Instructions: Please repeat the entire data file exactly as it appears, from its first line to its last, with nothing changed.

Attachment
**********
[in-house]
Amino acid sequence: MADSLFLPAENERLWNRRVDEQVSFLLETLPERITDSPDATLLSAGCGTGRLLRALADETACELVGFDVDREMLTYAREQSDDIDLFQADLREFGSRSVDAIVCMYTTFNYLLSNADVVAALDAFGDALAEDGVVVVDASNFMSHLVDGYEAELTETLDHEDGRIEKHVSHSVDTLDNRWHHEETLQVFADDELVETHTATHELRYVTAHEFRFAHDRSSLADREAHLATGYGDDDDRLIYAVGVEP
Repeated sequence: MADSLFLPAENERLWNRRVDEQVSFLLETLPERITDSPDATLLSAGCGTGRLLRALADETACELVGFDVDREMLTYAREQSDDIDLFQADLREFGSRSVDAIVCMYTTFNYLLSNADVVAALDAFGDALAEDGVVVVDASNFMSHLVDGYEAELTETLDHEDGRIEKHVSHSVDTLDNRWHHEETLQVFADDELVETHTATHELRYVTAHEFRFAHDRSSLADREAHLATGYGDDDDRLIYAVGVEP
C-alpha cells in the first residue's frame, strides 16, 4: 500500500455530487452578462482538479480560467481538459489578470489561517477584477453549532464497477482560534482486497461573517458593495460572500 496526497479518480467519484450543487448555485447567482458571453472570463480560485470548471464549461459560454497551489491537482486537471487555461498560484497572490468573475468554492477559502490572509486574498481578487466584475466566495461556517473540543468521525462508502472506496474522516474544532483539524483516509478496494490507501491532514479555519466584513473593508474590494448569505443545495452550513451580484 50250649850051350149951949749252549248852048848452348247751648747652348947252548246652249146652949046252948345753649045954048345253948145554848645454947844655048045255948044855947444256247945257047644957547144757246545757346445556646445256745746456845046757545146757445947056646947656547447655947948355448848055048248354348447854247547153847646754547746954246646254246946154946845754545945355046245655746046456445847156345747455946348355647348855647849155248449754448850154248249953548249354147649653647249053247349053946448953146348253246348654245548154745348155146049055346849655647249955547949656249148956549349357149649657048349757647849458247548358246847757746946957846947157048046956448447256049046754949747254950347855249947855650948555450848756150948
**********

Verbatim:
[in-house]
Amino acid sequence: MADSLFLPAENERLWNRRVDEQVSFLLETLPERITDSPDATLLSAGCGTGRLLRALADETACELVGFDVDREMLTYAREQSDDIDLFQADLREFGSRSVDAIVCMYTTFNYLLSNADVVAALDAFGDALAEDGVVVVDASNFMSHLVDGYEAELTETLDHEDGRIEKHVSHSVDTLDNRWHHEETLQVFADDELVETHTATHELRYVTAHEFRFAHDRSSLADREAHLATGYGDDDDRLIYAVGVEP
Repeated sequence: MADSLFLPAENERLWNRRVDEQVSFLLETLPERITDSPDATLLSAGCGTGRLLRALADETACELVGFDVDREMLTYAREQSDDIDLFQADLREFGSRSVDAIVCMYTTFNYLLSNADVVAALDAFGDALAEDGVVVVDASNFMSHLVDGYEAELTETLDHEDGRIEKHVSHSVDTLDNRWHHEETLQVFADDELVETHTATHELRYVTAHEFRFAHDRSSLADREAHLATGYGDDDDRLIYAVGVEP
C-alpha cells in the first residue's frame, strides 16, 4: 500500500455530487452578462482538479480560467481538459489578470489561517477584477453549532464497477482560534482486497461573517458593495460572500 496526497479518480467519484450543487448555485447567482458571453472570463480560485470548471464549461459560454497551489491537482486537471487555461498560484497572490468573475468554492477559502490572509486574498481578487466584475466566495461556517473540543468521525462508502472506496474522516474544532483539524483516509478496494490507501491532514479555519466584513473593508474590494448569505443545495452550513451580484 50250649850051350149951949749252549248852048848452348247751648747652348947252548246652249146652949046252948345753649045954048345253948145554848645454947844655048045255948044855947444256247945257047644957547144757246545757346445556646445256745746456845046757545146757445947056646947656547447655947948355448848055048248354348447854247547153847646754547746954246646254246946154946845754545945355046245655746046456445847156345747455946348355647348855647849155248449754448850154248249953548249354147649653647249053247349053946448953146348253246348654245548154745348155146049055346849655647249955547949656249148956549349357149649657048349757647849458247548358246847757746946957846947157048046956448447256049046754949747254950347855249947855650948555450848756150948